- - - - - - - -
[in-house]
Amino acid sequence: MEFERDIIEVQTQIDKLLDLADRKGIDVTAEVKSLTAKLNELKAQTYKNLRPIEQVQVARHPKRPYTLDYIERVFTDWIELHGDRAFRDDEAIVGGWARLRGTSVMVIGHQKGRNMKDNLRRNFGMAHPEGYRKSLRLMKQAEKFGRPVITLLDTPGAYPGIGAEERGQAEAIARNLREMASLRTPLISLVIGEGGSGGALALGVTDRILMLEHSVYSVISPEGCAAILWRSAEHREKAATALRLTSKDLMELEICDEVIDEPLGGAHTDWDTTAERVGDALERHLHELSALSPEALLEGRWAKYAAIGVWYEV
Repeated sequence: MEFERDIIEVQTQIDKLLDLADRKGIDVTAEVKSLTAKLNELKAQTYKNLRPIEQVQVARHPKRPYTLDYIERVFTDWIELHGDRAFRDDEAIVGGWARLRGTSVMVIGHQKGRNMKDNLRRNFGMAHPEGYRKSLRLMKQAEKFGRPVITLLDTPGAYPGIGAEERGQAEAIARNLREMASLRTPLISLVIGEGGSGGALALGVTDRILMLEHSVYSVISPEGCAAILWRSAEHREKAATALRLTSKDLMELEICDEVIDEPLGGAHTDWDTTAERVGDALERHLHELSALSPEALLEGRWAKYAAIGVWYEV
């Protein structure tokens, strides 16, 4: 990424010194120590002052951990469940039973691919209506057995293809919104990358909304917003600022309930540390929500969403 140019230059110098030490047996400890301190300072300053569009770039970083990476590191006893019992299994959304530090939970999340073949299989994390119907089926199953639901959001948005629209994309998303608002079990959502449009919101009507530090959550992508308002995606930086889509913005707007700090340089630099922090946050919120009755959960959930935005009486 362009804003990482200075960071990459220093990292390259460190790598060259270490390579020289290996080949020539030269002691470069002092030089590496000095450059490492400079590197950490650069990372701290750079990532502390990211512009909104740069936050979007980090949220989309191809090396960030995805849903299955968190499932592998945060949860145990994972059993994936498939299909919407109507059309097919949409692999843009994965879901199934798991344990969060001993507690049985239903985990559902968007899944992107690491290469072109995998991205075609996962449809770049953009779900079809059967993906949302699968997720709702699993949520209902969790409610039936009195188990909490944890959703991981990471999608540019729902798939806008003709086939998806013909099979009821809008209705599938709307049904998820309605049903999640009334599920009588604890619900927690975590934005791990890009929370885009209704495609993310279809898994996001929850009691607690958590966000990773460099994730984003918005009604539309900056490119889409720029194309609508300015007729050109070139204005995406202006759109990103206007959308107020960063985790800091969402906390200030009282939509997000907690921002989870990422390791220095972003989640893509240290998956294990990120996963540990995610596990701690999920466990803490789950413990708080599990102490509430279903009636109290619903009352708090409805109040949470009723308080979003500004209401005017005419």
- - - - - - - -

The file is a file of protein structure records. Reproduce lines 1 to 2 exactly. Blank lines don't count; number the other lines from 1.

[in-house]
Amino acid sequence: MEFERDIIEVQTQIDKLLDLADRKGIDVTAEVKSLTAKLNELKAQTYKNLRPIEQVQVARHPKRPYTLDYIERVFTDWIELHGDRAFRDDEAIVGGWARLRGTSVMVIGHQKGRNMKDNLRRNFGMAHPEGYRKSLRLMKQAEKFGRPVITLLDTPGAYPGIGAEERGQAEAIARNLREMASLRTPLISLVIGEGGSGGALALGVTDRILMLEHSVYSVISPEGCAAILWRSAEHREKAATALRLTSKDLMELEICDEVIDEPLGGAHTDWDTTAERVGDALERHLHELSALSPEALLEGRWAKYAAIGVWYEV